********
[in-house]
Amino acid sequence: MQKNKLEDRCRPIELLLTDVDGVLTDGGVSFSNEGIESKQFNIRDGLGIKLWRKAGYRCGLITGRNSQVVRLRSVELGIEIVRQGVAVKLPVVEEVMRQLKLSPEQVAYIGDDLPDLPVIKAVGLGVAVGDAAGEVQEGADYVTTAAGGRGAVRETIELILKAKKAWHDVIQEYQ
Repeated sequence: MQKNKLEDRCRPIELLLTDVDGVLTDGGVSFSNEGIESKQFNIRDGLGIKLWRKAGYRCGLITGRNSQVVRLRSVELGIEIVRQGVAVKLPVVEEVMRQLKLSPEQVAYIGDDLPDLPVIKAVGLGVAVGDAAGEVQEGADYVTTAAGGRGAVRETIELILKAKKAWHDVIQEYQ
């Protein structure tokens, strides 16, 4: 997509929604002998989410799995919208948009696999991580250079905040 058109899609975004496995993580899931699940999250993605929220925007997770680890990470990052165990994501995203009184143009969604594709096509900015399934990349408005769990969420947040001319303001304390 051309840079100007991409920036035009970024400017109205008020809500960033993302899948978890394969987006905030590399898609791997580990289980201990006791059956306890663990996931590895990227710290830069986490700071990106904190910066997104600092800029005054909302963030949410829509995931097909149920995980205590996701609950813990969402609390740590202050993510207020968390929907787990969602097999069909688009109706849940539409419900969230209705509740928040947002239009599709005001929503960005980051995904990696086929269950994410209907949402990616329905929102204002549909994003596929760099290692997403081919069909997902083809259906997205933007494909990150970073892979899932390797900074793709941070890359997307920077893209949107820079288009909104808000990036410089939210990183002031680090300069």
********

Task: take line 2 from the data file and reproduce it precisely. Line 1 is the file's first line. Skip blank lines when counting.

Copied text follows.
Amino acid sequence: MQKNKLEDRCRPIELLLTDVDGVLTDGGVSFSNEGIESKQFNIRDGLGIKLWRKAGYRCGLITGRNSQVVRLRSVELGIEIVRQGVAVKLPVVEEVMRQLKLSPEQVAYIGDDLPDLPVIKAVGLGVAVGDAAGEVQEGADYVTTAAGGRGAVRETIELILKAKKAWHDVIQEYQ